FIRST CENTENNIAL OF METHODISM:
PRESENTED TO JOHN BISHOP
The Centenary of Wesleyan Methodism.
London: John Mason, 1839.
This copy of Jackson’s The Centenary of Wesleyan Methodism was bound for presentation to one John Bishop on April 2, 1840, “by the members of his class as a token of their affectionate Christian regard.” It is reasonable to identify this individual as John Bishop (1774–1847) of Carrickfergus, near Belfast, Ireland, whose obituary in The Wesleyan Methodist Association Magazine for 1848 mentioned that he had led class meetings in his home almost continuously over a period of forty years.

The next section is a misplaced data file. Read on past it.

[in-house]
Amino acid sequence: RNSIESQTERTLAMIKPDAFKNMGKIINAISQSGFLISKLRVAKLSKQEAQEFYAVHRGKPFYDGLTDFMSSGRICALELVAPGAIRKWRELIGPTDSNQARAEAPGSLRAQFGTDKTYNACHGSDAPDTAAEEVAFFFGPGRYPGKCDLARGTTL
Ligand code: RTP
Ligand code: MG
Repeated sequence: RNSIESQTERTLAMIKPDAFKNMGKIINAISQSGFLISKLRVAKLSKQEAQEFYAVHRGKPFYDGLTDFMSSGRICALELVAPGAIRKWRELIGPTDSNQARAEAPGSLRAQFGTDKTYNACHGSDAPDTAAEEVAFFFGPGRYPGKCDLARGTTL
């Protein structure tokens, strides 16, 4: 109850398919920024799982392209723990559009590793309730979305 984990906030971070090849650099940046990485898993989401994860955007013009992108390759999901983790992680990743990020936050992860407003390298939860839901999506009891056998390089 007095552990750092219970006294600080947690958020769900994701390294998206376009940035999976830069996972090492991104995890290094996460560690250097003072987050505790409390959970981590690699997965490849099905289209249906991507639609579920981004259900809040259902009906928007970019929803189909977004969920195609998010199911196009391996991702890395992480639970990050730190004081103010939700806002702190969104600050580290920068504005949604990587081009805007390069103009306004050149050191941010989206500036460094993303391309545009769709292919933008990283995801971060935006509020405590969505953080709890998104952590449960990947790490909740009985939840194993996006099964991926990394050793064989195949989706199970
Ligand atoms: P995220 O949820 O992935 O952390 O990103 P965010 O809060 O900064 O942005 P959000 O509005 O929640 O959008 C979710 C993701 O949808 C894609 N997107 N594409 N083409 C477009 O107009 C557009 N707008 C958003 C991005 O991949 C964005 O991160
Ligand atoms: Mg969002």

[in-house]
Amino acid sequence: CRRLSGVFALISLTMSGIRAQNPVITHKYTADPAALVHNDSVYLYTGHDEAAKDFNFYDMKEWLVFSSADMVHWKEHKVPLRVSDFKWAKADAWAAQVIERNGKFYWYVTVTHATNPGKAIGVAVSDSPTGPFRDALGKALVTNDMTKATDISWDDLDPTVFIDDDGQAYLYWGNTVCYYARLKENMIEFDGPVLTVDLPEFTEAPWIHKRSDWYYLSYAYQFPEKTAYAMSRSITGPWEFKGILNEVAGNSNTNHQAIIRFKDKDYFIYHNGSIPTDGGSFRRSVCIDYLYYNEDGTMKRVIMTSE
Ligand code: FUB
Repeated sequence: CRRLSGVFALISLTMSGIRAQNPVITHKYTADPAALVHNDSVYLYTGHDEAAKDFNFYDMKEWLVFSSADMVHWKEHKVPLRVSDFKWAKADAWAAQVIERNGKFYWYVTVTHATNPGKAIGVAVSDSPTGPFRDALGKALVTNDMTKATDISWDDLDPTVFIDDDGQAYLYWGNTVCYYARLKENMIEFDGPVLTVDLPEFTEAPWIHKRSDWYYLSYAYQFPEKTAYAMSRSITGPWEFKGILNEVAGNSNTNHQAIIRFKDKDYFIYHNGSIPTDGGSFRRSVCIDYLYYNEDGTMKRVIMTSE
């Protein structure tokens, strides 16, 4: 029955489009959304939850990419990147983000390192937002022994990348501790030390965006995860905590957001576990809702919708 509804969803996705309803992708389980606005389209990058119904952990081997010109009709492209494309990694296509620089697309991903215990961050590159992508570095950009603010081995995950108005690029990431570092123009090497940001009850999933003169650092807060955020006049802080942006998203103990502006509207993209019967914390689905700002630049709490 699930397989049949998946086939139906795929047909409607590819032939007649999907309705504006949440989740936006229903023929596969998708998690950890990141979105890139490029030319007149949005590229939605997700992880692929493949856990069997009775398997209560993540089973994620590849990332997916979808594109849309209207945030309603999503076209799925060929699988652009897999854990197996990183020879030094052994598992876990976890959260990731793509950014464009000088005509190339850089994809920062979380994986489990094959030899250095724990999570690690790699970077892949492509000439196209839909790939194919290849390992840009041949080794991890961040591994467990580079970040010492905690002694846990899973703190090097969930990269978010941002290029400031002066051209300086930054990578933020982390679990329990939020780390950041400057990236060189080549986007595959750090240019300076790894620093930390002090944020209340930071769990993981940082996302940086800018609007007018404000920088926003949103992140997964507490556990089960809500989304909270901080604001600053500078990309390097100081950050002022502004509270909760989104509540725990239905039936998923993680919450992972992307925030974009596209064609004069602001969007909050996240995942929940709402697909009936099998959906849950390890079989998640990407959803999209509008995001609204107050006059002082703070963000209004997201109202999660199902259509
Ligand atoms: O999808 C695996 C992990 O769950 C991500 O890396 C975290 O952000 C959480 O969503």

An added decorative feature of this copy is the painting on the fore-edge of the book, which becomes visible only when the pages are bent and slightly splayed. This painting offers a view of Oxford, including Christ Church and the oversized dome of the Radcliffe Camera. Thus, this centenary gift brought to memory the university setting where Methodism had its very beginnings, as described in The Centenary of Wesleyan Methodism.